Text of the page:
Hideous Gnosis and over one million other books are available for Amazon Kindle. Learn more
Buy New
$13.61
Qty:1
  • List Price: $16.00
  • Save: $2.39 (15%)
FREE Shipping on orders over $35.
In Stock.
Ships from and sold by Amazon.com.
Gift-wrap available.
Hideous Gnosis: Black Met... has been added to your Cart
Sell yours for a Gift Card
We'll buy it for $2.39
Learn More
Trade in now
Have one to sell? Sell on Amazon
Flip to back Flip to front
Listen Playing... Paused   You're listening to a sample of the Audible audio edition.
Learn more
See all 2 images

Hideous Gnosis: Black Metal Theory Symposium I Paperback – January 31, 2010


See all 3 formats and editions Hide other formats and editions
Amazon Price New from Used from
Kindle
"Please retry"
Paperback
"Please retry"
$13.61
$11.96 $14.30
Unknown Binding
"Please retry"
$13.61 FREE Shipping on orders over $35. In Stock. Ships from and sold by Amazon.com. Gift-wrap available.


Frequently Bought Together

Hideous Gnosis: Black Metal Theory Symposium I + Black Metal: Evolution of the Cult
Price for both: $32.61

Buy the selected items together

NO_CONTENT_IN_FEATURE

Best Books of the Year
Best Books of 2014
Looking for something great to read? Browse our editors' picks for 2014's Best Books of the Year in fiction, nonfiction, mysteries, children's books, and much more.

Product Details

  • Paperback: 292 pages
  • Publisher: CreateSpace Independent Publishing Platform (January 31, 2010)
  • Language: English
  • ISBN-10: 1450572162
  • ISBN-13: 978-1450572163
  • Product Dimensions: 5.1 x 0.7 x 7.8 inches
  • Shipping Weight: 11.4 ounces (View shipping rates and policies)
  • Average Customer Review: 4.3 out of 5 stars  See all reviews (3 customer reviews)
  • Amazon Best Sellers Rank: #119,392 in Books (See Top 100 in Books)

Editorial Reviews

Review

"Pretty much every truely obsessive black metal fan is gonna want this, whether they actually read it or not. . . . An essential, and maybe controversial [addition] to your metal music library" -- Aquarius Records --Aquarius Records

"The essays are all exercises in passionate engagement, intellectual without being dryly academic . . . an exhilarating example of how to write about music as if it matters."
--Wire Magazine

Enjoyable reading for anyone interested in the more extreme forms of metal and contemporary theory --Culture Magazine

More About the Authors

Discover books, learn about writers, read author blogs, and more.

Customer Reviews

4.3 out of 5 stars
5 star
2
4 star
0
3 star
1
2 star
0
1 star
0
See all 3 customer reviews
Share your thoughts with other customers

Most Helpful Customer Reviews

13 of 17 people found the following review helpful By Frank Gorshin on March 3, 2010
Format: Paperback
All collections are a mixed bag, but this one's pretty good. Some contributions seem way too academic and self-important, but there's a lot of humor in the better ones. You gotta admire a bunch of guys who get Satanism and metal into the NY Times!
Comment Was this review helpful to you? Yes No Sending feedback...
Thank you for your feedback. If this review is inappropriate, please let us know.
Sorry, we failed to record your vote. Please try again
1 of 1 people found the following review helpful By Autonomeus on December 17, 2013
Format: Paperback
When I read the December 15, 2009 article in the New York Times by Ben Ratliff, "Thank You, Professor, That Was Putrid," reporting on the "Hideous Gnosis" conference in Brooklyn ("Black Metal Theory Symposium I"), I was intrigued. I think it may have been the first time I heard of the existence of black metal -- quite startling to discover that its roots were in the Eighties and that it became notorious in the early Nineties based on events in Norway. (The conference coincided, I discovered, with an upsurge in black metal in the U.S., which continues until this writing at the end of 2013.)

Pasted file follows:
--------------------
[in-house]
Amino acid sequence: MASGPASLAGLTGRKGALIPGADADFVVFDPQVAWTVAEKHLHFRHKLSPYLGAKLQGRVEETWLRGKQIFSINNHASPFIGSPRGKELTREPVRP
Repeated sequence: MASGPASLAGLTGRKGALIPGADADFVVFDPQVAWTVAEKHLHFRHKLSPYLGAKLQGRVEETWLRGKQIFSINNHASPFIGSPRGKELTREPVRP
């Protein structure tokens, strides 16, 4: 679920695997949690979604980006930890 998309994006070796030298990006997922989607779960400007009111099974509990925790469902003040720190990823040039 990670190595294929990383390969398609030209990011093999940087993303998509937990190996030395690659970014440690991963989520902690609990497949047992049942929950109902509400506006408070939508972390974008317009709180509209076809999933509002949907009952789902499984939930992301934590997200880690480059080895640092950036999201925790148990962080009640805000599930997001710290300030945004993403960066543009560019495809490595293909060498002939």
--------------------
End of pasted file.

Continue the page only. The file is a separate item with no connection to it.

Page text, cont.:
These conference proceedings were published in 2010. Interestingly, no academic identification is given for any of the presenters, a few of which are given in Ratliff's NYT article.

As with most edited volumes of conference papers, I find some more interesting than others. Some of it frankly strikes me as the most esoteric and irrelevant metaphysics, but that is presumably what can be expected at the intersection of popular culture, literary theory, and philosophy.

Among the best contributions, I found, were Evan Calder Williams's "The Headless Horsemen of the Apocalypse," and the rejoinder by Benjamin Noys, "'Remain True to the Earth!': Remarks on the Politics of Black Metal."

Says Williams, "Black metal is the failure of dialectical reason. And for that reason, it is a razor-sharp capture of a stuck-record world it rejects, even as it cannot think beyond it." (132) He speaks of "...the war fought between two totalities, between black metal's endless antagonism and liberal capitalism's eternal present.
Read more ›
Comment Was this review helpful to you? Yes No Sending feedback...
Thank you for your feedback. If this review is inappropriate, please let us know.
Sorry, we failed to record your vote. Please try again
7 of 10 people found the following review helpful By Ronald D. Bruner Jr. on January 6, 2012
Format: Paperback
The historical facts in this book are beautiful and amazing, but the premis of the book itself and the symposium are a bit muddy. I guess it would make more sense if you were actually a part of whatever symposium this book was from. Good read nonetheless.
Comment Was this review helpful to you? Yes No Sending feedback...
Thank you for your feedback. If this review is inappropriate, please let us know.
Sorry, we failed to record your vote. Please try again

What Other Items Do Customers Buy After Viewing This Item?